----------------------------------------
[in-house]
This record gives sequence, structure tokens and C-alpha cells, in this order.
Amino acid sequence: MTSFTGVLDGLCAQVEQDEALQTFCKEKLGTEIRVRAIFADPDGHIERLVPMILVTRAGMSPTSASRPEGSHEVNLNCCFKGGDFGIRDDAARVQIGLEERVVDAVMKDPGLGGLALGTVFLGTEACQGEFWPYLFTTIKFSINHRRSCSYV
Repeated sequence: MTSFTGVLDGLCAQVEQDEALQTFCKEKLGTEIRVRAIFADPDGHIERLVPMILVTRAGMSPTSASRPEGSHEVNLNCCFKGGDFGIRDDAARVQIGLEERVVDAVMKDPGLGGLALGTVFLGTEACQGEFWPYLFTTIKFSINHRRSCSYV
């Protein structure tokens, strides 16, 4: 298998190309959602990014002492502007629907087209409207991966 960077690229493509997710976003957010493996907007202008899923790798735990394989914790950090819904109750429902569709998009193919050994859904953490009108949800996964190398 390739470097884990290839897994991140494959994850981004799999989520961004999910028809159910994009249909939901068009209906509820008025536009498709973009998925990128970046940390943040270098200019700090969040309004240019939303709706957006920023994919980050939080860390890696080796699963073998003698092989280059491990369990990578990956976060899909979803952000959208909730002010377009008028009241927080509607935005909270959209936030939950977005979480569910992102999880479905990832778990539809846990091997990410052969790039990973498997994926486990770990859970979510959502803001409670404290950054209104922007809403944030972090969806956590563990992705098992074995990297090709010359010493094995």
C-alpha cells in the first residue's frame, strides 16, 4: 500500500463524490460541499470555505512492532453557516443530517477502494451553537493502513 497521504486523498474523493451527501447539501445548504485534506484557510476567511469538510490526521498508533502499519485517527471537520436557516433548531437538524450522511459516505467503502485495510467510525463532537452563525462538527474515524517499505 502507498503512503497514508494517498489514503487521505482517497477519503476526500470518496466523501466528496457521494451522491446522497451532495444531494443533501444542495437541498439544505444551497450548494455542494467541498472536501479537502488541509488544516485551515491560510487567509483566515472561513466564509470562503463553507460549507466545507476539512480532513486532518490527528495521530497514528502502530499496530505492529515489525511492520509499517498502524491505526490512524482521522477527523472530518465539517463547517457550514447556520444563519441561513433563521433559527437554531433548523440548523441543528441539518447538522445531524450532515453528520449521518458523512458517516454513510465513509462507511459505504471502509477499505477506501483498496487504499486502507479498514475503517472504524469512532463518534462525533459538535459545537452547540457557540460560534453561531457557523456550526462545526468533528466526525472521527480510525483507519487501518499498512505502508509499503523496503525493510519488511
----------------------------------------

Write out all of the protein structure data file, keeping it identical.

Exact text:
[in-house]
This record gives sequence, structure tokens and C-alpha cells, in this order.
Amino acid sequence: MTSFTGVLDGLCAQVEQDEALQTFCKEKLGTEIRVRAIFADPDGHIERLVPMILVTRAGMSPTSASRPEGSHEVNLNCCFKGGDFGIRDDAARVQIGLEERVVDAVMKDPGLGGLALGTVFLGTEACQGEFWPYLFTTIKFSINHRRSCSYV
Repeated sequence: MTSFTGVLDGLCAQVEQDEALQTFCKEKLGTEIRVRAIFADPDGHIERLVPMILVTRAGMSPTSASRPEGSHEVNLNCCFKGGDFGIRDDAARVQIGLEERVVDAVMKDPGLGGLALGTVFLGTEACQGEFWPYLFTTIKFSINHRRSCSYV
């Protein structure tokens, strides 16, 4: 298998190309959602990014002492502007629907087209409207991966 960077690229493509997710976003957010493996907007202008899923790798735990394989914790950090819904109750429902569709998009193919050994859904953490009108949800996964190398 390739470097884990290839897994991140494959994850981004799999989520961004999910028809159910994009249909939901068009209906509820008025536009498709973009998925990128970046940390943040270098200019700090969040309004240019939303709706957006920023994919980050939080860390890696080796699963073998003698092989280059491990369990990578990956976060899909979803952000959208909730002010377009008028009241927080509607935005909270959209936030939950977005979480569910992102999880479905990832778990539809846990091997990410052969790039990973498997994926486990770990859970979510959502803001409670404290950054209104922007809403944030972090969806956590563990992705098992074995990297090709010359010493094995």
C-alpha cells in the first residue's frame, strides 16, 4: 500500500463524490460541499470555505512492532453557516443530517477502494451553537493502513 497521504486523498474523493451527501447539501445548504485534506484557510476567511469538510490526521498508533502499519485517527471537520436557516433548531437538524450522511459516505467503502485495510467510525463532537452563525462538527474515524517499505 502507498503512503497514508494517498489514503487521505482517497477519503476526500470518496466523501466528496457521494451522491446522497451532495444531494443533501444542495437541498439544505444551497450548494455542494467541498472536501479537502488541509488544516485551515491560510487567509483566515472561513466564509470562503463553507460549507466545507476539512480532513486532518490527528495521530497514528502502530499496530505492529515489525511492520509499517498502524491505526490512524482521522477527523472530518465539517463547517457550514447556520444563519441561513433563521433559527437554531433548523440548523441543528441539518447538522445531524450532515453528520449521518458523512458517516454513510465513509462507511459505504471502509477499505477506501483498496487504499486502507479498514475503517472504524469512532463518534462525533459538535459545537452547540457557540460560534453561531457557523456550526462545526468533528466526525472521527480510525483507519487501518499498512505502508509499503523496503525493510519488511